The series of incidents over the past few days on the northern border could be misleading. First, on Saturday morning, Arab media reported an attack on weapons stores at a Syrian military base near the border with Lebanon. The attack was attributed to Israel, which neither confirmed nor denied it. On Sunday evening the Israel Air Force killed four terrorists who were placing an explosive device in the Golan Heights, near the Israel-Syria border. A few hours later, on Monday, came the report of an attack on a Syrian camp near the Lebanese border. This time, too, the attack was attributed at first to Israel. The latter took the very unusual step of denying its involvement, and later it emerged that a Syrian opposition group was responsible for it. On Tuesday afternoon mortars fired from Syria landed in Israeli territory on the Golan, near the border town of Majdal Shams.
- Israel's North Is Heating Up
- Israel Denies It Struck Near Syria-Lebanon Border
- Syria Strikes in Line With Israeli Policy
- Syrian Rebel Victories Stretch Assad’s Forces
It is very tempting to see these events as a chain of action and reaction, but this time it does not conform to reality. Israel's opposition to the transfer of advanced weaponry from Syria to Hezbollah is known and according to foreign media this is not the first time the IAF has acted over it. But Hezbollah does not usually respond as quickly as the mere 36 hours between the bombardment of the Syrian base and the laying of the explosive device.
The squad who laid the explosives, all of whose four members were killed, appears to have been fairly amateurish. The connection of the four to the Assad camp is clear - two of the men killed were the sons of a Druze supporter of the Syrian regime who moved from Majdal Shams to Syria, and all four came from the area under the control of the Syrian government - but they could have also been dispatched by either Iran, Syria or Hezbollah.
Meanwhile the mortar that fell on Tuesday in the Golan turns out a case of exchanges of fire between Assad's army and the rebels on the Syrian side of the border, accidentally “leaking” a few hundred meters into Israeli territory.
The bottom line is that this seems to be a chance accumulation of events, which does not signal unusual escalation, but merely illustrates how complex, dangerous and difficult the situation is to understand, not to mention to predict. Sometimes Israeli intelligence needs a few days to ascertain who is behind a certain incident and what their considerations were. The problem is that when so many elements are involved in the civil war in Syria, which sometimes slips into Lebanon, it is difficult to keep Israel entirely isolated from the implications of the fighting.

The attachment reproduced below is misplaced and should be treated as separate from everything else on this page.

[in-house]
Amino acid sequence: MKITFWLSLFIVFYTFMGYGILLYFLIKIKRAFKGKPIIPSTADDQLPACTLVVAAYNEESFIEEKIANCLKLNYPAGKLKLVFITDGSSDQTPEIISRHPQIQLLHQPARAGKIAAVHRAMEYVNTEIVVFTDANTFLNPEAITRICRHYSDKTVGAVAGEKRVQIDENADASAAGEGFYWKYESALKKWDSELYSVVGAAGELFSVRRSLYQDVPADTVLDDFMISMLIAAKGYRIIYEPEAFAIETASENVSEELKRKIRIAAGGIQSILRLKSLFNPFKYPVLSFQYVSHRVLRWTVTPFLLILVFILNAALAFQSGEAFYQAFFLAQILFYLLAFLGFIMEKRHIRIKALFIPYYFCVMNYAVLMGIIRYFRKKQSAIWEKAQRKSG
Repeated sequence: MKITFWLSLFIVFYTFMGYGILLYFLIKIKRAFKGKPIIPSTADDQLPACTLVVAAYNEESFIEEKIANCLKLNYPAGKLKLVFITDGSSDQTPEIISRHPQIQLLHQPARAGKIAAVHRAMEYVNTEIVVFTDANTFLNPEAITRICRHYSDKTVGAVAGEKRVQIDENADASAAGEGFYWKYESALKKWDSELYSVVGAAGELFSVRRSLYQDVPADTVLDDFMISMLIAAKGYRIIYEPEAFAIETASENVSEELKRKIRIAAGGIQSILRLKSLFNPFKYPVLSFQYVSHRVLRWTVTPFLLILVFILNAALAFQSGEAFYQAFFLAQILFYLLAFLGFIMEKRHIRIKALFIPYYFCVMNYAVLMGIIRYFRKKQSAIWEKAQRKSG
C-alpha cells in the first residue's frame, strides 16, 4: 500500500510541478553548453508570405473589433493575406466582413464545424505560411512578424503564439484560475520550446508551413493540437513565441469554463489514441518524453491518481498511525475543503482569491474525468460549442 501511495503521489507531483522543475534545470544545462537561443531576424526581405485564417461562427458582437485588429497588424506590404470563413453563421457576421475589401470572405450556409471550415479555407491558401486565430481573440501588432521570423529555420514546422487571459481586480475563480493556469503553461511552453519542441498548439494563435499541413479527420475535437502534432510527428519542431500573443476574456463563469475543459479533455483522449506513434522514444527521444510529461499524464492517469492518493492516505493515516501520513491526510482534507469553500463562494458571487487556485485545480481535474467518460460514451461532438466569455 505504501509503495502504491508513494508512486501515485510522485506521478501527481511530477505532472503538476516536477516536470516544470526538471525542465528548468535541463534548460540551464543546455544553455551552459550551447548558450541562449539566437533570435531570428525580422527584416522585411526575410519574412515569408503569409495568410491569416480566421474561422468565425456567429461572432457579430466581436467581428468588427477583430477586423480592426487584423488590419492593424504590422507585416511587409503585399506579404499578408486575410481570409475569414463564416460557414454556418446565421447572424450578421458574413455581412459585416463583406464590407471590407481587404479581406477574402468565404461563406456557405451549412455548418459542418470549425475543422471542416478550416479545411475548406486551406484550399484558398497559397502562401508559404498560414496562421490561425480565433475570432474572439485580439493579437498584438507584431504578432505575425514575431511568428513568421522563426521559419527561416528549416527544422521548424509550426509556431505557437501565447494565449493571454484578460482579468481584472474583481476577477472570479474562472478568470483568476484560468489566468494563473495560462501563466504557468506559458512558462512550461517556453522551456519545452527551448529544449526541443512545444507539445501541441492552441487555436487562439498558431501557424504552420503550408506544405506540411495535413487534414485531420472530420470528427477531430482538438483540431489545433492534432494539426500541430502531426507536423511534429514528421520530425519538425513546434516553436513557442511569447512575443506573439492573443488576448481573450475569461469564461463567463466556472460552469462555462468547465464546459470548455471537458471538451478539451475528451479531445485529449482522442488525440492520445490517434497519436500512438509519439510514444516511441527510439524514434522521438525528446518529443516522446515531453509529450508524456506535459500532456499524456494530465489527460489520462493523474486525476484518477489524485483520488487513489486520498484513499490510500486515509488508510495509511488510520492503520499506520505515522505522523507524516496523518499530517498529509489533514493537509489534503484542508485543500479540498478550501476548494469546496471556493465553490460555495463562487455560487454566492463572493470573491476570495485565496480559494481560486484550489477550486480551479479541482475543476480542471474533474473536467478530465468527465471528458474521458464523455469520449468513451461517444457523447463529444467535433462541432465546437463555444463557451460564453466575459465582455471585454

The more dramatic news in Syria is that in recent months, when it seemed that for the first time President Bashar Assad was stabilizing his position, his regime has been struck with failure after failure. After the defeat in the northern city of Idlib last month, the nearby, tactically significant town of Jisr al-Shughour fell on Saturday to insurgent forces; in southern Syria the regime, aided by Hezbollah, failed in its attempt to mount a major offensive. Damascus itself, from the airport right to the presidential palace, is ever more threatened by rebels and recent days have seen expanded fighting with more extreme elements, Islamic State and Nusra Front, in the area of Qalamoun, near the Lebanese border.
The Washington Post on Tuesday went so far as to say that the regime is facing the greatest danger to its existence in the past three years. According to the paper, additional escalation in the face of a weakening Assad might require the United States (which officially continues to criticize the Assad regime) to once again divert efforts against ISIS from Iraq to Syria.
Israeli security officials who were asked about this on Tuesday chose a more cautious approach. According to those officials, the continuous erosion of Assad’s over the years has grown somewhat worse recently. However, they believe that Assad has already proven that he can survive despite all predictions. And so there is no reason to eulogize him now although his government is losing its grip on more areas of the country and effectively now rules only about a quarter of Syria.